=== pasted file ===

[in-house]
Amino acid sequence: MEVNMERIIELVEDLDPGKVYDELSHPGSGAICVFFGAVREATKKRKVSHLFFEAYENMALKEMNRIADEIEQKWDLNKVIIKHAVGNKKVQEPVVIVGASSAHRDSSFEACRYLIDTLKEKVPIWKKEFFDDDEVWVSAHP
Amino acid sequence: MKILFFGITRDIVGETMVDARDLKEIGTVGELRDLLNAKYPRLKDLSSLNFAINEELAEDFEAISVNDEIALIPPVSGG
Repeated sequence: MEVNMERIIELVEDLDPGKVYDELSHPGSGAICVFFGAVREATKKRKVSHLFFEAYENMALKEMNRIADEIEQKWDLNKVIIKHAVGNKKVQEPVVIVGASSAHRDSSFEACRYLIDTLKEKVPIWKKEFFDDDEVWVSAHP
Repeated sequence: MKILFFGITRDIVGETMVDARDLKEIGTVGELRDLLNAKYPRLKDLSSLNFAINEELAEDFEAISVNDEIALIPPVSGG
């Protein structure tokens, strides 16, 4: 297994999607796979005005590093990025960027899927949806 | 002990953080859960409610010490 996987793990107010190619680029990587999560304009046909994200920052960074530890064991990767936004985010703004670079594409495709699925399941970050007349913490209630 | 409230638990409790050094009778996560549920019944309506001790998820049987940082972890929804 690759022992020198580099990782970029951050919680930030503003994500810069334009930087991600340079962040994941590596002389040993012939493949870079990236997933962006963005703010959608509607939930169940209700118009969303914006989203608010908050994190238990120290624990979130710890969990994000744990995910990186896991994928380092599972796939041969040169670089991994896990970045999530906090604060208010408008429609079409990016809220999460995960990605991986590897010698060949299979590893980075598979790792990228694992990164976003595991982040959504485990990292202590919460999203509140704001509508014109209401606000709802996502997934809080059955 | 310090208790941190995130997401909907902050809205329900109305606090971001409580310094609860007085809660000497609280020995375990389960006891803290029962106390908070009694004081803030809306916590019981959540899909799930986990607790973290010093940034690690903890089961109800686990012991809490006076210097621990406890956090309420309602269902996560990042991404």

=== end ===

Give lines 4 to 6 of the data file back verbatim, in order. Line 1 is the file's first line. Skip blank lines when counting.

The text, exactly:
Repeated sequence: MEVNMERIIELVEDLDPGKVYDELSHPGSGAICVFFGAVREATKKRKVSHLFFEAYENMALKEMNRIADEIEQKWDLNKVIIKHAVGNKKVQEPVVIVGASSAHRDSSFEACRYLIDTLKEKVPIWKKEFFDDDEVWVSAHP
Repeated sequence: MKILFFGITRDIVGETMVDARDLKEIGTVGELRDLLNAKYPRLKDLSSLNFAINEELAEDFEAISVNDEIALIPPVSGG
């Protein structure tokens, strides 16, 4: 297994999607796979005005590093990025960027899927949806 | 002990953080859960409610010490 996987793990107010190619680029990587999560304009046909994200920052960074530890064991990767936004985010703004670079594409495709699925399941970050007349913490209630 | 409230638990409790050094009778996560549920019944309506001790998820049987940082972890929804 690759022992020198580099990782970029951050919680930030503003994500810069334009930087991600340079962040994941590596002389040993012939493949870079990236997933962006963005703010959608509607939930169940209700118009969303914006989203608010908050994190238990120290624990979130710890969990994000744990995910990186896991994928380092599972796939041969040169670089991994896990970045999530906090604060208010408008429609079409990016809220999460995960990605991986590897010698060949299979590893980075598979790792990228694992990164976003595991982040959504485990990292202590919460999203509140704001509508014109209401606000709802996502997934809080059955 | 310090208790941190995130997401909907902050809205329900109305606090971001409580310094609860007085809660000497609280020995375990389960006891803290029962106390908070009694004081803030809306916590019981959540899909799930986990607790973290010093940034690690903890089961109800686990012991809490006076210097621990406890956090309420309602269902996560990042991404």